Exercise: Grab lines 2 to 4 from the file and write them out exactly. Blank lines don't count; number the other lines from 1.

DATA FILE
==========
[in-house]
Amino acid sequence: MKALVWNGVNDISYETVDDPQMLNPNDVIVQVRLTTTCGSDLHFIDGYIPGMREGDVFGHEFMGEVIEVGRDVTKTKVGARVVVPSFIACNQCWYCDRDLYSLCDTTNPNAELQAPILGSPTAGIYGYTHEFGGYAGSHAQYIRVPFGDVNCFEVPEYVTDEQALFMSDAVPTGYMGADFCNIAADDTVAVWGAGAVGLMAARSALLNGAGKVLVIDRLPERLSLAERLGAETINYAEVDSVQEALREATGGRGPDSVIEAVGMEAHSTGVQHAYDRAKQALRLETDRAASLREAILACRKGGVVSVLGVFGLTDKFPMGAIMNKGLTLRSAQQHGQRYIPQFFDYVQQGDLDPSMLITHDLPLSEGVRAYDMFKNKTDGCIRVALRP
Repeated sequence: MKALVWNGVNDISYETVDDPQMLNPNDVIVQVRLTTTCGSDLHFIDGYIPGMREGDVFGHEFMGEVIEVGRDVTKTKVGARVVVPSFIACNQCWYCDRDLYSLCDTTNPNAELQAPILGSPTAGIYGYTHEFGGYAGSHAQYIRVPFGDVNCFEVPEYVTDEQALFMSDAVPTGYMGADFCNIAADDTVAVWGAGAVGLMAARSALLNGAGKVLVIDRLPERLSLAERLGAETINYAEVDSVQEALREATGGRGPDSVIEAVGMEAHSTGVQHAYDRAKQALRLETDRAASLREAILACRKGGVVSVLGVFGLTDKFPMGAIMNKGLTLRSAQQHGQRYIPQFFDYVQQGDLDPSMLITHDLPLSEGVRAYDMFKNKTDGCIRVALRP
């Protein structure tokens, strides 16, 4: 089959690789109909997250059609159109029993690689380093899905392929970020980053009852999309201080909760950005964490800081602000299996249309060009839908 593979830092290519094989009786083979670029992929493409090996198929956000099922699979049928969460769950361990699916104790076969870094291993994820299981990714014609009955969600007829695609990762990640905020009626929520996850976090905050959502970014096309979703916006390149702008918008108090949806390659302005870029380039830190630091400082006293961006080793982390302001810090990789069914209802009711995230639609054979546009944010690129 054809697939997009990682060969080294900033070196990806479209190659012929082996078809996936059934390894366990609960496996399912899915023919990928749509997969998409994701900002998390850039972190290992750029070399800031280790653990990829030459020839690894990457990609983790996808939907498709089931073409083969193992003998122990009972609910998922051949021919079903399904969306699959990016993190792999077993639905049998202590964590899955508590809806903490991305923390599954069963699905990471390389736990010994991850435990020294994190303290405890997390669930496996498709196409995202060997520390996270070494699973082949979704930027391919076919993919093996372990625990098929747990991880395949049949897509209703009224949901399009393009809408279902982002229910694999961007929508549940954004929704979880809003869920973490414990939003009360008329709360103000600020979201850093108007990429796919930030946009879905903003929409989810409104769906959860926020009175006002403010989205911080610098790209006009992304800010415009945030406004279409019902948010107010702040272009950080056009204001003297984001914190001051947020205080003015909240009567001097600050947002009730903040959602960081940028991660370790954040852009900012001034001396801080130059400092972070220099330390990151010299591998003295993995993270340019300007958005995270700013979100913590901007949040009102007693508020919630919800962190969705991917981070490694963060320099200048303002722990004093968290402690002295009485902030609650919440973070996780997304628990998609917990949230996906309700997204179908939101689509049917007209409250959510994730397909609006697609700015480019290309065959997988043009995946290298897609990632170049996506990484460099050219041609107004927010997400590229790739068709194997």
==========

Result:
Amino acid sequence: MKALVWNGVNDISYETVDDPQMLNPNDVIVQVRLTTTCGSDLHFIDGYIPGMREGDVFGHEFMGEVIEVGRDVTKTKVGARVVVPSFIACNQCWYCDRDLYSLCDTTNPNAELQAPILGSPTAGIYGYTHEFGGYAGSHAQYIRVPFGDVNCFEVPEYVTDEQALFMSDAVPTGYMGADFCNIAADDTVAVWGAGAVGLMAARSALLNGAGKVLVIDRLPERLSLAERLGAETINYAEVDSVQEALREATGGRGPDSVIEAVGMEAHSTGVQHAYDRAKQALRLETDRAASLREAILACRKGGVVSVLGVFGLTDKFPMGAIMNKGLTLRSAQQHGQRYIPQFFDYVQQGDLDPSMLITHDLPLSEGVRAYDMFKNKTDGCIRVALRP
Repeated sequence: MKALVWNGVNDISYETVDDPQMLNPNDVIVQVRLTTTCGSDLHFIDGYIPGMREGDVFGHEFMGEVIEVGRDVTKTKVGARVVVPSFIACNQCWYCDRDLYSLCDTTNPNAELQAPILGSPTAGIYGYTHEFGGYAGSHAQYIRVPFGDVNCFEVPEYVTDEQALFMSDAVPTGYMGADFCNIAADDTVAVWGAGAVGLMAARSALLNGAGKVLVIDRLPERLSLAERLGAETINYAEVDSVQEALREATGGRGPDSVIEAVGMEAHSTGVQHAYDRAKQALRLETDRAASLREAILACRKGGVVSVLGVFGLTDKFPMGAIMNKGLTLRSAQQHGQRYIPQFFDYVQQGDLDPSMLITHDLPLSEGVRAYDMFKNKTDGCIRVALRP
């Protein structure tokens, strides 16, 4: 089959690789109909997250059609159109029993690689380093899905392929970020980053009852999309201080909760950005964490800081602000299996249309060009839908 593979830092290519094989009786083979670029992929493409090996198929956000099922699979049928969460769950361990699916104790076969870094291993994820299981990714014609009955969600007829695609990762990640905020009626929520996850976090905050959502970014096309979703916006390149702008918008108090949806390659302005870029380039830190630091400082006293961006080793982390302001810090990789069914209802009711995230639609054979546009944010690129 054809697939997009990682060969080294900033070196990806479209190659012929082996078809996936059934390894366990609960496996399912899915023919990928749509997969998409994701900002998390850039972190290992750029070399800031280790653990990829030459020839690894990457990609983790996808939907498709089931073409083969193992003998122990009972609910998922051949021919079903399904969306699959990016993190792999077993639905049998202590964590899955508590809806903490991305923390599954069963699905990471390389736990010994991850435990020294994190303290405890997390669930496996498709196409995202060997520390996270070494699973082949979704930027391919076919993919093996372990625990098929747990991880395949049949897509209703009224949901399009393009809408279902982002229910694999961007929508549940954004929704979880809003869920973490414990939003009360008329709360103000600020979201850093108007990429796919930030946009879905903003929409989810409104769906959860926020009175006002403010989205911080610098790209006009992304800010415009945030406004279409019902948010107010702040272009950080056009204001003297984001914190001051947020205080003015909240009567001097600050947002009730903040959602960081940028991660370790954040852009900012001034001396801080130059400092972070220099330390990151010299591998003295993995993270340019300007958005995270700013979100913590901007949040009102007693508020919630919800962190969705991917981070490694963060320099200048303002722990004093968290402690002295009485902030609650919440973070996780997304628990998609917990949230996906309700997204179908939101689509049917007209409250959510994730397909609006697609700015480019290309065959997988043009995946290298897609990632170049996506990484460099050219041609107004927010997400590229790739068709194997």